Prunella modularis



Has a narrow, pointy bill and pinkish-red legs. It is mostly bluish-grey underneath, except the flanks are brownish and darkly streaked; the chestnut-brown back is also darkly streaked. The crown is brownish, the face is greyish and the wings have a pale bar. Juveniles resemble adults but the streaking is more vivid.


Has a large range of habitats such as gardens, woodland, bramble, and agricultural land bordered with hedges.


Can appear rather mouse-like when it is moving through vegetation, low to the ground. Is usually alone most of the time outside of breeding season. Has a courtship display of snapping open the wings and moving them above the back while letting out a piercing call. A dominant male pecks a female's cloaca and she releases a collection of sperm. A female may have multiple mates, and the more submissive male tends to the young.


Usually eats on the ground. Diet includes beetles, snails, spiders, flies, worms, springtails, berries, seeds and grain.


A variety of combinations occur with pairing. Some pairs consist of one male and one female, others have one male and two females, while multiple females may have arrangements with multiple males. Female lays 4 or 5 eggs beginning in March, and she incubates them for 14-15 days. Both adults care for hatchlings, which are able to fly at about 12-15 days old, but rely on parents for another two or three weeks. Up to three broods may be raised.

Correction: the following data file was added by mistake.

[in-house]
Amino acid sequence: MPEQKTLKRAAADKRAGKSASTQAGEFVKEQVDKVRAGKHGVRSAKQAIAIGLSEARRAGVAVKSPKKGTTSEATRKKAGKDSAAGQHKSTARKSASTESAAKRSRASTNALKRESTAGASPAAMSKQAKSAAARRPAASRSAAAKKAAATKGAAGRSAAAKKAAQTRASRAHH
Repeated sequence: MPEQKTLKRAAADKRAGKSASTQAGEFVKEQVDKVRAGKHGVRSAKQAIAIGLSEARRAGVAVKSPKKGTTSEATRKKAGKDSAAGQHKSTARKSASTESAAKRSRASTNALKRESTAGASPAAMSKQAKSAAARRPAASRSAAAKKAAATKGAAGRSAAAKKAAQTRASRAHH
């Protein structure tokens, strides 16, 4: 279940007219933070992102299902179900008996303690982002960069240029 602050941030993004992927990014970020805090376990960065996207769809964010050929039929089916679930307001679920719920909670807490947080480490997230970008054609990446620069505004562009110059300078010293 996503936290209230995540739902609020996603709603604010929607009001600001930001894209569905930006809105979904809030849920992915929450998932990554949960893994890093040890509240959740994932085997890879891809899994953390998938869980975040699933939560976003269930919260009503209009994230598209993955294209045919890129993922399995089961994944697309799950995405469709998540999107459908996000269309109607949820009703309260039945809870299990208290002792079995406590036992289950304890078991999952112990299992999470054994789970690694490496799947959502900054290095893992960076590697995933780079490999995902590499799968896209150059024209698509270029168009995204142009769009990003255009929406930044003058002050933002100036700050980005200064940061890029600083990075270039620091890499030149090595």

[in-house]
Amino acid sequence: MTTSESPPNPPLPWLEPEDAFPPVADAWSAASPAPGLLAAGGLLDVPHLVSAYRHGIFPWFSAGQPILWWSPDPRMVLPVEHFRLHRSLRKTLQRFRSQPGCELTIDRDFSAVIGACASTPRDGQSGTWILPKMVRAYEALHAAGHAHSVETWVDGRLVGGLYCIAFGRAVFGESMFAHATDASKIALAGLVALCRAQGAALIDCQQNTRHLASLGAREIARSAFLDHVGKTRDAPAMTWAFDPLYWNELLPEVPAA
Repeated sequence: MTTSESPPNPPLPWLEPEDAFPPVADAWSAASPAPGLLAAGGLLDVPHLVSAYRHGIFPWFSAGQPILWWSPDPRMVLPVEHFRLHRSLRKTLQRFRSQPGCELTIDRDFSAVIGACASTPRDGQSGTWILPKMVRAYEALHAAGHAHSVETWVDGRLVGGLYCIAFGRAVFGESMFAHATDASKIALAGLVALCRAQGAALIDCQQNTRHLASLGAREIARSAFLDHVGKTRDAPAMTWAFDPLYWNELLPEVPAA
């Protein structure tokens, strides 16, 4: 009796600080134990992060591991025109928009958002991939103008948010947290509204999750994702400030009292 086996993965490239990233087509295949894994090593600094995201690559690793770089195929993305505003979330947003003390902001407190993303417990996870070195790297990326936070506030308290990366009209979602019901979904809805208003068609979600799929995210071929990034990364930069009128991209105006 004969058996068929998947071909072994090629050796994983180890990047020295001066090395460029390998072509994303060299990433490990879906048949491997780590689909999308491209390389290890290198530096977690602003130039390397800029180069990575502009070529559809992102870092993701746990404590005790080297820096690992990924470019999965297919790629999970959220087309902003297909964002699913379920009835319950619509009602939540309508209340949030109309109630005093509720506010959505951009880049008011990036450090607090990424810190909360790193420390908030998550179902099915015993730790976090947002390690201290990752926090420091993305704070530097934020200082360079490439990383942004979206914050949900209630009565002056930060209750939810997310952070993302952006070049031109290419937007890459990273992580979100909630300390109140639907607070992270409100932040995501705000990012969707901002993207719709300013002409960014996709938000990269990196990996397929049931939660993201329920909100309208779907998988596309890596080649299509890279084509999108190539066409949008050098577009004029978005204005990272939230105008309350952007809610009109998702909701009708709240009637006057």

Resident Dunnocks of the region rarely travel far. Scandinavian populations are migratory, and the region may receive some of these visitors in the east during autumn. Dunnock territories in the UK exceed 2.5 million, and there are more than 500 000 in Ireland.

Observation Tips

Despite their widespread distribution, Dunnocks can be difficult to observe. This is in part due to their timid nature, and their habit of ferreting on the ground in the cover of vegetation. Their call can give them away, and males are much bolder and outspoken during spring.


Has a 'tseer' call when disturbed. A warbling song is often given from a prominent perch, particularly from March. Males may adopt the sounds of nearby Dunnocks.
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